If that was a good moment then the episode’s coda was better yet. The Doctor, realising that he’d become a bit of a liability to Amy and Rory, bless ‘em, made the sudden and unexpected decision to end their travels together. He bought them off with a house and a car, explaining to a tearful Pond that he’d rather the happy couple lived a long life of dull domesticity, than a short exciting one in which one of them ended up grieving for the other, or worse, sharing a cemetery plot. ‘He’s saving us’ Amy told Rory, as the newly liberated couple returned to their house to open an Ocado account. I felt sad, Steven, I’d grown to like this pair, even Rory, but my tears dried quickly, safe in the knowledge that they’d be back in a couple of episodes time.

The Doctor’s concern for his companions’ safety was touching but I did wonder why he’d got through so many before deciding to take this kind of action. Still, Amy and Rory were his first married pair. He’d had a greater impact on their lives than most I suppose. He’d groomed Amy as a companion from childhood, he’d given her a lunatic bent that only a guy like Rory would find endearing, he’d been instrumental in the conception of their child, creating the pre-conditions for the baby’s very unique character, and he’d even been a guest at their wedding. In other words, these two were less disposable than most; he’d let them in. Maybe that’s why this departure mattered.

I did wonder why Amy was quite so casual about the fact that her baby was still missing in the time stream but maybe she thought, ‘ah fuck it, I know she’s alright and this way I miss all the nonsense like toilet training, sleepless nights, school fees, puberty and having to explain away Rory’s porn collection.’ This, of course, was why we couldn’t get too sad; we knew this story was not yet done. For one thing Amy and Rory were present at The Doctor’s death, which although firmly in their past, would mean we’d see them again very soon. That episode, we know, features River, after all she’s in the title, so it’s fair to assume that the couple’s baby blues may also be dealt with, meaning we’ll have to travel to the couple’s present. Will you conclude the story, Steven? That’s not really your style is it? Do advance it a bit though, won’t you? We’re not watching this shit for our health.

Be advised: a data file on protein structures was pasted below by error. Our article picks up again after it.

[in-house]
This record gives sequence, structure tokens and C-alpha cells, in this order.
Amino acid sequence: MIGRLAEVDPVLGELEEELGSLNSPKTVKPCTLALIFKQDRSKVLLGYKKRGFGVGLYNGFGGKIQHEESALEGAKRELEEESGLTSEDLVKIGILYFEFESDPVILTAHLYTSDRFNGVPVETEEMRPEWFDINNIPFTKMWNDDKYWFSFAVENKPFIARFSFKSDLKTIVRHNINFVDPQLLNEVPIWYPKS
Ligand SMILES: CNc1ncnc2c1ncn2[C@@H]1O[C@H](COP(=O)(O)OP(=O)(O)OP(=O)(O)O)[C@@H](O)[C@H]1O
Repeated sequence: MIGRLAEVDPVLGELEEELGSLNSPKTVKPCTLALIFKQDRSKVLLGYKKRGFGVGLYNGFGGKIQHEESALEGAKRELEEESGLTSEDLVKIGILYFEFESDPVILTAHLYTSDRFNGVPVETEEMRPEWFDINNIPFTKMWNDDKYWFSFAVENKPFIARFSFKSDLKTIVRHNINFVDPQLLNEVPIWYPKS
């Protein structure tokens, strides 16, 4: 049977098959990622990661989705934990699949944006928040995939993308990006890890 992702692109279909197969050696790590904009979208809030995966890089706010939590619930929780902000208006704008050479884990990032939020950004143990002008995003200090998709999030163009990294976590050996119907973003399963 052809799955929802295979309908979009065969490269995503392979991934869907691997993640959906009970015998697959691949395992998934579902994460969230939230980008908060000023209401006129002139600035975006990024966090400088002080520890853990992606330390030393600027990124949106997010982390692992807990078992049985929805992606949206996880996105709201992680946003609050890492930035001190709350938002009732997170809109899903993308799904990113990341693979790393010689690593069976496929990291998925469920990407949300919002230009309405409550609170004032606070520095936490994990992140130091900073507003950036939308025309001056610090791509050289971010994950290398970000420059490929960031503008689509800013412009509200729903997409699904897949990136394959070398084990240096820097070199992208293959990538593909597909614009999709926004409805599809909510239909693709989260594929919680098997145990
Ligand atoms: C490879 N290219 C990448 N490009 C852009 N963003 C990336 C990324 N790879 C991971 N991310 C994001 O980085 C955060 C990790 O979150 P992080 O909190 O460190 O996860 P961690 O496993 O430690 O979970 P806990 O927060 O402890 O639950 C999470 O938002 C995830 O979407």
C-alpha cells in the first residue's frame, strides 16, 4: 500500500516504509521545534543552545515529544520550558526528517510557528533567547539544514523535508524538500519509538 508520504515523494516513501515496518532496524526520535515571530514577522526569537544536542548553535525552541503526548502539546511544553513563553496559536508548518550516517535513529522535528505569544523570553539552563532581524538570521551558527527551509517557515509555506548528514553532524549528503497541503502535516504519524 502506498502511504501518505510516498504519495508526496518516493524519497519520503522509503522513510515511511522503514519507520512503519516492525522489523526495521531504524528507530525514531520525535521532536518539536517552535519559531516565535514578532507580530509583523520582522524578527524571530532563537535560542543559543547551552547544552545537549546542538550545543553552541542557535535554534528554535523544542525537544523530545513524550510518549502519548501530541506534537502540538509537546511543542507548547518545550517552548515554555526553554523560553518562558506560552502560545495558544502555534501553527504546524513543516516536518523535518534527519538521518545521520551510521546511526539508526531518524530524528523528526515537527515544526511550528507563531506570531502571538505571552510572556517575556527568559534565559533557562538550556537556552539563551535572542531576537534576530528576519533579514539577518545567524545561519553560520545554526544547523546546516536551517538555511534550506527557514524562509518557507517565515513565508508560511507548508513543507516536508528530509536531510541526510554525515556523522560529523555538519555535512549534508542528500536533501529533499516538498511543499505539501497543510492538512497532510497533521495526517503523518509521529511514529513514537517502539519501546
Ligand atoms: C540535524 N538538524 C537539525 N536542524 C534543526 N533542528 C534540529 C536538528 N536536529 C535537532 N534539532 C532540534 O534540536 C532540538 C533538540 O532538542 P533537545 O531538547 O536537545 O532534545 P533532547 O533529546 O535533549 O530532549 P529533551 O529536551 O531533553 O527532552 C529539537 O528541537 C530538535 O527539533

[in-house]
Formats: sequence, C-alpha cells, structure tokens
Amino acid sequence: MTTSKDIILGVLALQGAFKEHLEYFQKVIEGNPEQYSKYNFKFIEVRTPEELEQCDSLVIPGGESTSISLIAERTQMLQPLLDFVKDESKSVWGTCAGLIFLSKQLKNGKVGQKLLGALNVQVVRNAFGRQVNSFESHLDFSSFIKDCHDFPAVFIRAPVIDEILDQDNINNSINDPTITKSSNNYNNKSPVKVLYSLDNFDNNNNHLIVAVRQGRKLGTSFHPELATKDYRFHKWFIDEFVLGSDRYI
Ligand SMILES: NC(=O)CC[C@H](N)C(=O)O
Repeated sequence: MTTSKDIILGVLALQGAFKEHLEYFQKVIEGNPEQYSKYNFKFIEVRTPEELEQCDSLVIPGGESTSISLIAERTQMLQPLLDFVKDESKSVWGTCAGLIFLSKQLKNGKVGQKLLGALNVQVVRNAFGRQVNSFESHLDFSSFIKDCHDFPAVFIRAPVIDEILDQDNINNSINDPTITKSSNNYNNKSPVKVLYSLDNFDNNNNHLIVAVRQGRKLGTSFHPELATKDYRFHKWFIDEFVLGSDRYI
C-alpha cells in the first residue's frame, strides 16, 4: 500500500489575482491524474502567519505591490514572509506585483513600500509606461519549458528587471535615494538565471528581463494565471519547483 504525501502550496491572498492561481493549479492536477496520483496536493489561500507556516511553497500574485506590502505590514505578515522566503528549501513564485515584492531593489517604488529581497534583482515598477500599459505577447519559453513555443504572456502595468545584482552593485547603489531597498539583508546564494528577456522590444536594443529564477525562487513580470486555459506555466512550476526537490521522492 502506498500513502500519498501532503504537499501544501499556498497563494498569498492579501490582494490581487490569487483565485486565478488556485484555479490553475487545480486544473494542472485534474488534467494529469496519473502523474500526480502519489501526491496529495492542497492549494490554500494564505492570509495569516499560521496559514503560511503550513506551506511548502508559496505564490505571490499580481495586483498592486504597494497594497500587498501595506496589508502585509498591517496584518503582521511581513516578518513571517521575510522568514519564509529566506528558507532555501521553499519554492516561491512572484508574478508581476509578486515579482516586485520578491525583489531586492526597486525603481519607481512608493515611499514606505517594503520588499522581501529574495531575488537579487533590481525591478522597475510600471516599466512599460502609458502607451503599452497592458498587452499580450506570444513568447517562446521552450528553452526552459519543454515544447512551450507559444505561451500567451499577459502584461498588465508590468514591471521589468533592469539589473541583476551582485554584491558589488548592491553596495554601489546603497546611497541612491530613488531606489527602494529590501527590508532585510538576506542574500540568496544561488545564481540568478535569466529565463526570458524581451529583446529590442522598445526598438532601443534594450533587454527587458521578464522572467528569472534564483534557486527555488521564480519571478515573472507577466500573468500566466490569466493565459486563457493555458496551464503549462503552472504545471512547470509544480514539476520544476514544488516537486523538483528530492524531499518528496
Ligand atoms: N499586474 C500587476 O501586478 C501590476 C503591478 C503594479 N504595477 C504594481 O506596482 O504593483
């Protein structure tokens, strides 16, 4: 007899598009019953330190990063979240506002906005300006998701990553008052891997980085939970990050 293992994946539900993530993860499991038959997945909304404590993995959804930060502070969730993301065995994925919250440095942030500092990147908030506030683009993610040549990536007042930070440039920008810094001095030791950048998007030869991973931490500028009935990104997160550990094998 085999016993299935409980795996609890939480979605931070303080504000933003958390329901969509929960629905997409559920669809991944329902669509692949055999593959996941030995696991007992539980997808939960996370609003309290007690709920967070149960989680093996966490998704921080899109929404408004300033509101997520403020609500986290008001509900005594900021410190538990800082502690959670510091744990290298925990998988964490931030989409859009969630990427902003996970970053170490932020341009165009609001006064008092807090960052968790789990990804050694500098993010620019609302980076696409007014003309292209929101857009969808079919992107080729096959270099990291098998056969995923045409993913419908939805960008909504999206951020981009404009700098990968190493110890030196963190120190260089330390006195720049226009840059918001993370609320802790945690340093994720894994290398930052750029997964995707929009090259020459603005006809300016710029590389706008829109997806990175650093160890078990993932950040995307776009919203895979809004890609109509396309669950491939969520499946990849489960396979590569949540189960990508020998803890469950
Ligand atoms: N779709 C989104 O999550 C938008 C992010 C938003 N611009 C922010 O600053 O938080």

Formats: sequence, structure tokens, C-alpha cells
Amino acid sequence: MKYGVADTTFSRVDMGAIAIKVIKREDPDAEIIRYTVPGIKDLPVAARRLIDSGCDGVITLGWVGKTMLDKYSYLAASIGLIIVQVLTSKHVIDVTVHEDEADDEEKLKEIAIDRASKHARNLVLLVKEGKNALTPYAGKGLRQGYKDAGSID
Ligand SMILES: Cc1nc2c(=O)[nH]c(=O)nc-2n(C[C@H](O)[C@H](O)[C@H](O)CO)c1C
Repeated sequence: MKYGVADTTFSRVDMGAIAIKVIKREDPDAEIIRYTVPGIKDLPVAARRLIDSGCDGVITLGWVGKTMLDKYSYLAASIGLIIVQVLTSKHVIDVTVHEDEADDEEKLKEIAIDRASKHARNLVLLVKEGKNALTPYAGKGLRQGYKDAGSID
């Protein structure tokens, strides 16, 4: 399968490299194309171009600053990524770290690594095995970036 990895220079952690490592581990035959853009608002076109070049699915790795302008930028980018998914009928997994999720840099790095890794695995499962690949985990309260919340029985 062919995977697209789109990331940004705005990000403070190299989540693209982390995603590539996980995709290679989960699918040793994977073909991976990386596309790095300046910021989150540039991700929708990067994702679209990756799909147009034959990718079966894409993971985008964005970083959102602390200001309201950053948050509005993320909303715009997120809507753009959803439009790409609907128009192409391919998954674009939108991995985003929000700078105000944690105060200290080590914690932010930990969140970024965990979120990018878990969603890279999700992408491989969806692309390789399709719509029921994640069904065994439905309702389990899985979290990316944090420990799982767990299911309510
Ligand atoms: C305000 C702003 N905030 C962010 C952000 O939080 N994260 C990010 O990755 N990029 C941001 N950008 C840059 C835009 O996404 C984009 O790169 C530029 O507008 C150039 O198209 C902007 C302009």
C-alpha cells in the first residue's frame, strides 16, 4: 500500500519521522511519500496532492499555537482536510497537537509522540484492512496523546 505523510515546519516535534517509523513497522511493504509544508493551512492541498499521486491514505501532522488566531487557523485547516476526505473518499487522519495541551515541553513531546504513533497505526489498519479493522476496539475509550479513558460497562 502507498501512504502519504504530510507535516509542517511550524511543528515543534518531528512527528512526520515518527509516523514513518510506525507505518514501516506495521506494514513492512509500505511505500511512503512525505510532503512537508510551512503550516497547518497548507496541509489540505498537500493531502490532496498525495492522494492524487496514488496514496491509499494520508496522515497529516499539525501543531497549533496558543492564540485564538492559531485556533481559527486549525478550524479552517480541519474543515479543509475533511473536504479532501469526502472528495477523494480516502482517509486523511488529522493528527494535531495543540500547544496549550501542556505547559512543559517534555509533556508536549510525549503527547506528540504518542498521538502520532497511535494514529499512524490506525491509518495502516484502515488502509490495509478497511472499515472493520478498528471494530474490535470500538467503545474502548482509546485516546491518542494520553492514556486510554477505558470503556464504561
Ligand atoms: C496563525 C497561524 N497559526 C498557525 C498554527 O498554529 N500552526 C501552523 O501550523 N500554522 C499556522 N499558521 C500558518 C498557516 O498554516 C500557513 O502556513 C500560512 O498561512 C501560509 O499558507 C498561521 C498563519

Looking ahead to next week, and the return of Craig from The Lodger, a character I like and am happy to be used as an occasional companion, I was reminded of the missing two centuries that were discussed in The Impossible Astronaut. Now The Doctor has abandoned A and R, can we assume that this is the beginning of that lost period? It’s interesting that when the Gallifreyian ganglinoid next sees the happy couple he’ll have had several seasons’ worth of adventures. I’m glad we’ll get to see at least one of them, though I wonder if, given the non-linear nature of the series, we’ll get to see a few more in future? Why not make next season a “lost season”; delay The Doctor’s death solution by a year? That’ll piss your critics off, won’t it? In any event, it makes next week an adventure in its own right, rather than pre-climax filler and that, Steven, is a smart move.

I must go. Milton has just e-mailed me. He wants me to come down The Buckshot and Backside, and meet his new girlfriend, Veronica Greene-Deth. Apparently she’s a beauty.

Yours in time and cyberspace,


A bit of previous:

Published in: on September 18, 2011 at 16:26  Comments (1)  
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One CommentLeave a comment

  1. Very Sylvester McCoy.